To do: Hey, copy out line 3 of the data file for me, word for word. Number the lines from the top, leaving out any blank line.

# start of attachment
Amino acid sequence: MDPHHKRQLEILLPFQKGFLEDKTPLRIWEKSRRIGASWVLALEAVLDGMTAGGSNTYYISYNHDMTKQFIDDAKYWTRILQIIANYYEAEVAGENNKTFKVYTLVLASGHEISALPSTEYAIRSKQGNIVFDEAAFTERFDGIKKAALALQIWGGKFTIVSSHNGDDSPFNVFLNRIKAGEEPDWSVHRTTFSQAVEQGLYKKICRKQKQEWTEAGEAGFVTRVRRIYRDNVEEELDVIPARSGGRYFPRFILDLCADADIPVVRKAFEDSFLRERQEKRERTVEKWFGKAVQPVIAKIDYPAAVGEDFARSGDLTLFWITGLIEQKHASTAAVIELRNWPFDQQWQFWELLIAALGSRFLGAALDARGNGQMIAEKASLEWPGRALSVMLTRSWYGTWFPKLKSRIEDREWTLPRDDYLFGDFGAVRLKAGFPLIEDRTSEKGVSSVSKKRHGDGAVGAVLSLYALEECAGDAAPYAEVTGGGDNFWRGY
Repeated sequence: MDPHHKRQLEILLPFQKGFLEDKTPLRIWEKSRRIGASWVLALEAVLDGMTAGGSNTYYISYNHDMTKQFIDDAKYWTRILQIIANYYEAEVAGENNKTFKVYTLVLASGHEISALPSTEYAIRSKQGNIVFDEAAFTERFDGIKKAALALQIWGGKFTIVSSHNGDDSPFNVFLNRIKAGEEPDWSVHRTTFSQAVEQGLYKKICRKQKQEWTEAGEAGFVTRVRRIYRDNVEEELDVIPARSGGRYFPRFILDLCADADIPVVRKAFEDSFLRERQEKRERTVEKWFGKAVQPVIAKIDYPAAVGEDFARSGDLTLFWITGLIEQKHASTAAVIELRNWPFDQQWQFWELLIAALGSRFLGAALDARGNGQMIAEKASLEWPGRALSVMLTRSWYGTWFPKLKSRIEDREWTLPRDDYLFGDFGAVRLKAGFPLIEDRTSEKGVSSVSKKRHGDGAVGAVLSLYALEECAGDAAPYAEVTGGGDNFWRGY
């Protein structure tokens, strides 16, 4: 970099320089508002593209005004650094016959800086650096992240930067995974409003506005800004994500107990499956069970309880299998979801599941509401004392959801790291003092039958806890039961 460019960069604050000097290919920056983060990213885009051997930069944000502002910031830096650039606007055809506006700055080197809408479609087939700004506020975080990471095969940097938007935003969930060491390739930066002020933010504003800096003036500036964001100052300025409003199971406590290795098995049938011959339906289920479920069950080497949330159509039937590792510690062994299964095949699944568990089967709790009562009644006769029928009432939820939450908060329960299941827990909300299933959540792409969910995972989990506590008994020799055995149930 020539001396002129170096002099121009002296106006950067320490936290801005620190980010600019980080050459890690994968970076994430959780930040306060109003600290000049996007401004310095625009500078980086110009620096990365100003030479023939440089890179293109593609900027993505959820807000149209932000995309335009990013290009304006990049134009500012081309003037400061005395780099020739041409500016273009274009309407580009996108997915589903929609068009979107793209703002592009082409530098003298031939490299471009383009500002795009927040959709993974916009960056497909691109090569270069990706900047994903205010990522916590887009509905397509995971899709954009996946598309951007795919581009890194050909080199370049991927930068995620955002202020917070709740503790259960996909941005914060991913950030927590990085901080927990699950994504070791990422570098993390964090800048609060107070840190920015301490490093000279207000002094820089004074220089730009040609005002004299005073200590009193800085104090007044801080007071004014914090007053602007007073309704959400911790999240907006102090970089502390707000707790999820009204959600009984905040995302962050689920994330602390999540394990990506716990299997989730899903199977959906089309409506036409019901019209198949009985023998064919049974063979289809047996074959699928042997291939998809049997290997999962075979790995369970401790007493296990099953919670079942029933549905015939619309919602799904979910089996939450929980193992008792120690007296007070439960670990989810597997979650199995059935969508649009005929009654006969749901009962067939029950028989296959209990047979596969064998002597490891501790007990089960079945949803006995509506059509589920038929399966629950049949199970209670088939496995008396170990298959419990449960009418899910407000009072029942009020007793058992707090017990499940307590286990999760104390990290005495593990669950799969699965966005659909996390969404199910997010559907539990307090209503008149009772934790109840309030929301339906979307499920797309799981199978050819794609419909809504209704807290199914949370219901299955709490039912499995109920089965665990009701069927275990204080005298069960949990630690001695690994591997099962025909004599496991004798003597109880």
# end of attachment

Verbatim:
């Protein structure tokens, strides 16, 4: 970099320089508002593209005004650094016959800086650096992240930067995974409003506005800004994500107990499956069970309880299998979801599941509401004392959801790291003092039958806890039961 460019960069604050000097290919920056983060990213885009051997930069944000502002910031830096650039606007055809506006700055080197809408479609087939700004506020975080990471095969940097938007935003969930060491390739930066002020933010504003800096003036500036964001100052300025409003199971406590290795098995049938011959339906289920479920069950080497949330159509039937590792510690062994299964095949699944568990089967709790009562009644006769029928009432939820939450908060329960299941827990909300299933959540792409969910995972989990506590008994020799055995149930 020539001396002129170096002099121009002296106006950067320490936290801005620190980010600019980080050459890690994968970076994430959780930040306060109003600290000049996007401004310095625009500078980086110009620096990365100003030479023939440089890179293109593609900027993505959820807000149209932000995309335009990013290009304006990049134009500012081309003037400061005395780099020739041409500016273009274009309407580009996108997915589903929609068009979107793209703002592009082409530098003298031939490299471009383009500002795009927040959709993974916009960056497909691109090569270069990706900047994903205010990522916590887009509905397509995971899709954009996946598309951007795919581009890194050909080199370049991927930068995620955002202020917070709740503790259960996909941005914060991913950030927590990085901080927990699950994504070791990422570098993390964090800048609060107070840190920015301490490093000279207000002094820089004074220089730009040609005002004299005073200590009193800085104090007044801080007071004014914090007053602007007073309704959400911790999240907006102090970089502390707000707790999820009204959600009984905040995302962050689920994330602390999540394990990506716990299997989730899903199977959906089309409506036409019901019209198949009985023998064919049974063979289809047996074959699928042997291939998809049997290997999962075979790995369970401790007493296990099953919670079942029933549905015939619309919602799904979910089996939450929980193992008792120690007296007070439960670990989810597997979650199995059935969508649009005929009654006969749901009962067939029950028989296959209990047979596969064998002597490891501790007990089960079945949803006995509506059509589920038929399966629950049949199970209670088939496995008396170990298959419990449960009418899910407000009072029942009020007793058992707090017990499940307590286990999760104390990290005495593990669950799969699965966005659909996390969404199910997010559907539990307090209503008149009772934790109840309030929301339906979307499920797309799981199978050819794609419909809504209704807290199914949370219901299955709490039912499995109920089965665990009701069927275990204080005298069960949990630690001695690994591997099962025909004599496991004798003597109880």